Effective Advocacy
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    Default Effective Advocacy

    As requested, I am reposting this to a new thread. I edited the excessive introduction and conclusion.
    ___________

    Here are some ideas which may help future advocacy work end up with more people wanting to agree with a position. Please keep in mind that I am not a politician or a political advocate, what I am saying is based in my knowledge of social pragmatics skills and remediating those skills in adults with acquired neurological disorders and children on the autism spectrum. Professional politicians and advocates probably have much more refined knowledge and I would defer to them regarding specific advocacy advice.

    1. If you're a member of an organisation disclose it immediately, especially if it's a formally incorporated organisation. Your organisation is something to be proud of! You do advocacy through it, provide education, establish industry standards and practices, and hopefully fund science. Your mindset should be that your opinion is valuable *because* of your affiliation, not *despite* it!

    2. Tone your posts as a discussion instead of an argument. If someone says "the FDA found X chemical in e-cigs" then instead of replying "you're wrong because X chemical was in only one cart, do your research", you might try "hey thanks for pointing that out, I went to their website and read their report and it looks like it was only in one cart, here's the links I used do you have any more information so we can keep getting to the bottom of this?". See how the first statement sets up the two people in opposition, whereas the second one sets them up as allies working together? It's much easier to convince an ally than an opponent.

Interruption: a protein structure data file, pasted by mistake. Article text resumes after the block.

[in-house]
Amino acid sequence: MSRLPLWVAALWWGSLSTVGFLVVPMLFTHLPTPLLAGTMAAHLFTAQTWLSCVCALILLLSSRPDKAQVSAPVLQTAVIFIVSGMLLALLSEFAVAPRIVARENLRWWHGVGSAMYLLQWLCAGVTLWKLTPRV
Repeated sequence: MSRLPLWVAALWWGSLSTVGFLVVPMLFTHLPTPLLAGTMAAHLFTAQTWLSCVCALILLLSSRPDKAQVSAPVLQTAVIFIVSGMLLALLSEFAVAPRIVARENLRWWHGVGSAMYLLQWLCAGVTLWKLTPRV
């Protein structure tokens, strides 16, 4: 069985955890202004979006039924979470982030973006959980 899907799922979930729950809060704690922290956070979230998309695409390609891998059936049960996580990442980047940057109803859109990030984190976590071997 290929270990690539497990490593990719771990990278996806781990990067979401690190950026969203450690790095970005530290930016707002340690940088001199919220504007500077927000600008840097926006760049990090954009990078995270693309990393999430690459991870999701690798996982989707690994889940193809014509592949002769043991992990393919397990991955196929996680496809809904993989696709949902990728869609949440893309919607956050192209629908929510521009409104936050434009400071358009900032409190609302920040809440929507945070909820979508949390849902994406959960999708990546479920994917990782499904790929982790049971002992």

3. If someone makes a valid point, don't try to explain it away. Rational people are willing to accept the world as imperfect, they'll accept some flaws with PVs. When people say "there aren't enough studies showing it's safe", instead of saying "it's gotta be safer than tobacco" try something like "you're right, and that's why we are gathering money to do more tests/have a letter writing campaign to the manufacturers asking them to do more testing". Treat this as an opportunity to find a place of agreement and assuage their concerns, from there you can work towards other places of agreement.

    4. Avoid putting words into people's mouths and turning their narrow statement into a broad statement. If I said "It contains chemical X which is found in antifreeze." and the reply was "So you are for a total ban of all salami because it's in that too?" I would immediately be angry and defensive because that is not whatsoever what I said or meant. Know your goal. If you're doing advocacy that goal should be to win people's support, not to win arguments against them.

    5. If one person has already responded to someone's points, don't jump on the bandwagon. No one likes being ganged up on and the probability of two people settling a disagreement is much higher than 1 person settling a disagreement with what they perceive as a mob of attackers. If you really feel you have a point then send it via PM to the person you think needs help in explaining their side. What's more important, that you get to say your piece or that the cause you're fighting for wins support?

    6. If you cannot end with an agreement, at least end on a conciliatory note. Something like "it just doesn't look like we can see eye to eye on this right now, maybe if we both go and do more research we can find information which helps us agree" at least leaves things open, and even though the chances are that you'll never end up agreeing it looks a lot better to people reading the thread than "you're a ....., I'm done talking to you!". Having people think "wow, that guy is a jerk" doesn't motivate them to go learn more, and much of the time the people you impact are not the ones replying to the thread.